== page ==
112. The inalienable right and duty of the laity to take its full part in the spiritual work of the Church, finds forceful expression all down the Church’s history. [...]
It is not, therefore, as a matter of expediency that we put the mobilisation of the laity for the work of evangelism in the very forefront of our Recommendations. It is a matter of simple obedience to a Divine command
113. [...] What, then, are the objections which are likely to spring to the mind of the average layman when confronted by the challenge to take his full and rightful part in evangelism? Usually they are pre-occupation and reticence.
114. [...] the excuse “I have no time” cannot be pleaded where evangelism is concerned. Evangelism is not a part-time but a full-time, obligation; and it is exercised at home, at work and in society, rather than in specifically church organizations. Generally the plea of pre-occupation is a cloak for the real objection, which is shyness in speaking about the things of God.
115. This shyness, deep rooted in the natural reserve of the English temperament, is not without its value. It is a safeguard against the glibness which repels, and ensures that the testimony of the lips shall not outrun the reality of conviction.
As we have seen, personal witness to Christ must always be two-fold in character: a life that reflects the love of Chris in human affairs, and spoken testimony to Him as Saviour and King. The one must interpret the other. [...]
We cannot exaggerate the importance of breaking down this traditional English reserve which produces a Church of “silent saints”. As Prebendary Wilson Carlile (who coined this phrase) declared: “I have got the biggest job I have ever tackled in my life. I am trying to open the mouths of the people in the pews.”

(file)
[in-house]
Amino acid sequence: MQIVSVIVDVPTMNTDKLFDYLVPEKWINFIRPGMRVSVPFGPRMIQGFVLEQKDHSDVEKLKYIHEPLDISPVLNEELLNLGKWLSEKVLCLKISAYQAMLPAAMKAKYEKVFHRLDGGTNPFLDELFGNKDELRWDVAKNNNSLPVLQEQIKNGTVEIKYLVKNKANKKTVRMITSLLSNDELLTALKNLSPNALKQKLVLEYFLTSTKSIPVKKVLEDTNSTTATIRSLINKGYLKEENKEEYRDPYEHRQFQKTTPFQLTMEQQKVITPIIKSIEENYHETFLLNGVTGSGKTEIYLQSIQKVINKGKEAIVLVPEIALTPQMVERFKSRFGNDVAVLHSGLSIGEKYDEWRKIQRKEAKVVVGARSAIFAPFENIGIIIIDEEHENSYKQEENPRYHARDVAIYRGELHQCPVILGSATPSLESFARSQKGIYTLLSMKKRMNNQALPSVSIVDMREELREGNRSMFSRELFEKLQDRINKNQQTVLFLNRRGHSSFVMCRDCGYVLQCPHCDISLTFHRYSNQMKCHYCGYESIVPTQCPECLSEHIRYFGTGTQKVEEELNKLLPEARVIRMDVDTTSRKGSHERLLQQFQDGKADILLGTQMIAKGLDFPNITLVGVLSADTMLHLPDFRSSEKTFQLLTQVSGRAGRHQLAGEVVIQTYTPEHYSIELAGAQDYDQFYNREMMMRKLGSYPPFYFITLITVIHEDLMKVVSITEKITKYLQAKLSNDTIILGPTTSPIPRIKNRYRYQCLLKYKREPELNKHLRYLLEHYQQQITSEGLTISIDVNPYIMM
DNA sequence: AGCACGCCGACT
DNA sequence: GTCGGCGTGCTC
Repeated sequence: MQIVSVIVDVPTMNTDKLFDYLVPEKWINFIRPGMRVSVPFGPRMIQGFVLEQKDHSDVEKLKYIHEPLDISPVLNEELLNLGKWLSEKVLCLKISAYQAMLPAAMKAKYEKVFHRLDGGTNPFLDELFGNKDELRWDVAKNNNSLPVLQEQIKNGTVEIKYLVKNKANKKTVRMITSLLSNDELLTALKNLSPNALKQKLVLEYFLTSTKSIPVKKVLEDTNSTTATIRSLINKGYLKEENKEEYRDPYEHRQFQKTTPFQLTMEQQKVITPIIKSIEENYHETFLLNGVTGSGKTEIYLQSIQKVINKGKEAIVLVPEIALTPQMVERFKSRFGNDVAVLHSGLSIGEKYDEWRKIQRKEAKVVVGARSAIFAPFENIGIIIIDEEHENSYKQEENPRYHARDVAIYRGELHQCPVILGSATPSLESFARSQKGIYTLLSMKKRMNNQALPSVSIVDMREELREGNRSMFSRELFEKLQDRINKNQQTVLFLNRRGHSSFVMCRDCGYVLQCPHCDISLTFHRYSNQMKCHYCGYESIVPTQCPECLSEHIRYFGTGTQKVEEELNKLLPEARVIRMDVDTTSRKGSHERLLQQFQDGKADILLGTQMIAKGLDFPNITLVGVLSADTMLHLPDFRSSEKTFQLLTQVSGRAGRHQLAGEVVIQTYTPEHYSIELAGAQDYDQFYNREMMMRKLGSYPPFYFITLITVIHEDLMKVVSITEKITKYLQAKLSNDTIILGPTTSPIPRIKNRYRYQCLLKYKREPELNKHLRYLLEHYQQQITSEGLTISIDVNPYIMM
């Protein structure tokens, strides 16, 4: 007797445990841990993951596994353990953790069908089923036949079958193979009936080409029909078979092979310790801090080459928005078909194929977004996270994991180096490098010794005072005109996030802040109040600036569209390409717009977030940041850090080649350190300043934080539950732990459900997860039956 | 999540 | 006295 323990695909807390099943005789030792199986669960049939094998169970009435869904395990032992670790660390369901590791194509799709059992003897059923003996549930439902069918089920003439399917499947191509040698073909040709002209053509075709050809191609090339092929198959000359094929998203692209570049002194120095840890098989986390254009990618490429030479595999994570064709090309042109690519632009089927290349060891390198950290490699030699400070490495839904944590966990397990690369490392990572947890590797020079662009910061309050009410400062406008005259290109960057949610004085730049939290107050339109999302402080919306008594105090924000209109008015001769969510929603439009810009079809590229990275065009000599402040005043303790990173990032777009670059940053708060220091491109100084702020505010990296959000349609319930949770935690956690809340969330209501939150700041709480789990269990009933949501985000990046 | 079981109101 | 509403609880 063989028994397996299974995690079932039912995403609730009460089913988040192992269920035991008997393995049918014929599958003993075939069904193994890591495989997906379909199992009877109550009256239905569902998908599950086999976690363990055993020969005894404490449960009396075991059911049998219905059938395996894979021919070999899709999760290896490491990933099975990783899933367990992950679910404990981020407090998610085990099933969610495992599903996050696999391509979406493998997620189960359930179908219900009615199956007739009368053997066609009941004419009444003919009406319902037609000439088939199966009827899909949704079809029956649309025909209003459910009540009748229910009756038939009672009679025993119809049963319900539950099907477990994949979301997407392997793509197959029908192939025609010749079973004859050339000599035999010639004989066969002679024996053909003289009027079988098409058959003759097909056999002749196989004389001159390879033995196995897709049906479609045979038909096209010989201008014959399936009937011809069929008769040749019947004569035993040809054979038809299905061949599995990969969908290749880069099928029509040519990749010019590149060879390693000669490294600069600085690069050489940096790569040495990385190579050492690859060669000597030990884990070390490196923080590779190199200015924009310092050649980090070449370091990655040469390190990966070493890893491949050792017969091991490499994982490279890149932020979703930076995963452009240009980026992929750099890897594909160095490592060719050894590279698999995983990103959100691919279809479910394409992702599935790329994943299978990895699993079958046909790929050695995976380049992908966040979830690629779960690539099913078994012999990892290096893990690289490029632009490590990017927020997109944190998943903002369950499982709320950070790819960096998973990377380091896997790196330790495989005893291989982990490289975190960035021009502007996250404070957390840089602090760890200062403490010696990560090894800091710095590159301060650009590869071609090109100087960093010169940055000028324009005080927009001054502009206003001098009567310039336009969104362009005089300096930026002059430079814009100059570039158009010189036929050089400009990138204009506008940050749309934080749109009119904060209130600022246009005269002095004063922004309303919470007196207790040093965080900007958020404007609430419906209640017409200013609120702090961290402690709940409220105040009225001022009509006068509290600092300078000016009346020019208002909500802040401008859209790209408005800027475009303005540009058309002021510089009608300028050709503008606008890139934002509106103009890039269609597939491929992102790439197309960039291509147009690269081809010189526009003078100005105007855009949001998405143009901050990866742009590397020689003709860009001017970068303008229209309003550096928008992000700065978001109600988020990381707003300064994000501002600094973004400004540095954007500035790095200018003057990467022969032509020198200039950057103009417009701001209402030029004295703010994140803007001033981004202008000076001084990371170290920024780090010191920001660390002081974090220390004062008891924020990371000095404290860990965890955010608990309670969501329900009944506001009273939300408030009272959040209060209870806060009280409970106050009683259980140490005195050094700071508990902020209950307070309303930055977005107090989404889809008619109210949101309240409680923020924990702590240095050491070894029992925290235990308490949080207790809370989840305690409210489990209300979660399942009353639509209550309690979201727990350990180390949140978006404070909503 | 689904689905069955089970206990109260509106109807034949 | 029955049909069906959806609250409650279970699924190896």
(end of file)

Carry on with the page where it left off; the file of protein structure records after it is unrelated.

116. The Christian obligation of spoken witness does not require from all the duty of addressing public audiences: still less of button-holing comparative strangers. It does demand being able to give a reason for the faith that is in us, when asked by a friend; and of praying that such openings shall be given and used by us. [...]
117. How are we to help the ordinary layman to overcome this shyness, which is so largely reducing the value of the witness of his life?
We believe that ordinary Christians may be helped to talk naturally and openly about Christ if they do not regard themselves as isolated prophets, but as representatives of the evangelising Church, and as the tongue of the Body of Christ. [...]
The Training of the Laity in Evangelism
119. [...] The chief obstacle (as we have seen) is that so many church people are only half-converted. But, clearly, it is impossible to wait till the whole of the Church shall be wholly converted. On the contrary, it is by engaging in evangelism that the whole Church will be revived and its ardour fanned into flame. [...]
120. We have urged that the first step towards the evangelising of England must be a call to the clergy to renewal. [...]
The next step would generally be the summoning, by the clergy, of their Parochial Church Councils to review the position and to plan for action. It is “the primary duty of the Council in every parish to co-operate with the Incumbent in the initiation, conduct and development of Church work both within the parish and without.” (The Parochial Church Council (Powers) Measure, 1921, Sect. 2) This chief function of the Parochial Church Council is often overlooked, or crowded out by other business. Thus to place upon Church Councils the responsibility for evangelising the parish, would effect an evangelistic work upon the members themselves.
124. [...] We cannot do better than commend the idea in the words of the late Archbishop William Temple: “Why should not a team of witness go from one parish to another to join in a campaign of witness, just as they go to play cricket or football? [...] We must turn our congregations into teams of evangelists.”
125. From evangelistic companies, training schools and teams of witness, there will emerge potential leaders, capable of becoming specialists in evangelism. [...]
The Scope of Lay Evangelism
128. [...] Not infrequently, the laity make better evangelists than the clergy. In every congregation witnesses, and even potential evangelists, are to hand, but they need to be discerned and trained. Neither prophetic nor evangelistic gifts are dependent upon the grace of Orders. [...]